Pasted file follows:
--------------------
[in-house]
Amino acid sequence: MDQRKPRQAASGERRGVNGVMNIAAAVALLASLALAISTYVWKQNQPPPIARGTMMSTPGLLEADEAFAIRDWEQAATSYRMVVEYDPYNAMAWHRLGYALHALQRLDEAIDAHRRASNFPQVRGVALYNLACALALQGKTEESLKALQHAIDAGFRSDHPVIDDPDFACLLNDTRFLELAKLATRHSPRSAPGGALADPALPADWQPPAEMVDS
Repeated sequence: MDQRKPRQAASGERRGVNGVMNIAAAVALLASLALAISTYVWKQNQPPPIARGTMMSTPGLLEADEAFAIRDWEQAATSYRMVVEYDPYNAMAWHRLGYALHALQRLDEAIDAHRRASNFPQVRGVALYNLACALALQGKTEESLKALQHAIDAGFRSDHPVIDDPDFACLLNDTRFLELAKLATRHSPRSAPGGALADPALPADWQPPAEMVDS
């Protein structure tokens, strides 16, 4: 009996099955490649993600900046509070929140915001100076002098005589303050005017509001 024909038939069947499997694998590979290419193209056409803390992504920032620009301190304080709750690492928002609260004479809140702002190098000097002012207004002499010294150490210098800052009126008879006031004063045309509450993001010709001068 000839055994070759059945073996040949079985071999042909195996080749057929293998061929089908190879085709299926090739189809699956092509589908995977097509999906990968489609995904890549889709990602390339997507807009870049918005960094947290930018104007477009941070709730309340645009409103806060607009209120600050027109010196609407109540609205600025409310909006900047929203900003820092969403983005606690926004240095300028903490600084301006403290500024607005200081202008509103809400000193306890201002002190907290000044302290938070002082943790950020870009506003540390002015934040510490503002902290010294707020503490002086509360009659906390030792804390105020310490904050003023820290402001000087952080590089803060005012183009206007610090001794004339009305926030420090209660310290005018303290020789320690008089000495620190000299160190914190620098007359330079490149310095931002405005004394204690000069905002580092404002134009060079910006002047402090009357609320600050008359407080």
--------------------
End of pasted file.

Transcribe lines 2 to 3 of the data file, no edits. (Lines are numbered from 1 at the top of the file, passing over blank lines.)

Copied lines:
Amino acid sequence: MDQRKPRQAASGERRGVNGVMNIAAAVALLASLALAISTYVWKQNQPPPIARGTMMSTPGLLEADEAFAIRDWEQAATSYRMVVEYDPYNAMAWHRLGYALHALQRLDEAIDAHRRASNFPQVRGVALYNLACALALQGKTEESLKALQHAIDAGFRSDHPVIDDPDFACLLNDTRFLELAKLATRHSPRSAPGGALADPALPADWQPPAEMVDS
Repeated sequence: MDQRKPRQAASGERRGVNGVMNIAAAVALLASLALAISTYVWKQNQPPPIARGTMMSTPGLLEADEAFAIRDWEQAATSYRMVVEYDPYNAMAWHRLGYALHALQRLDEAIDAHRRASNFPQVRGVALYNLACALALQGKTEESLKALQHAIDAGFRSDHPVIDDPDFACLLNDTRFLELAKLATRHSPRSAPGGALADPALPADWQPPAEMVDS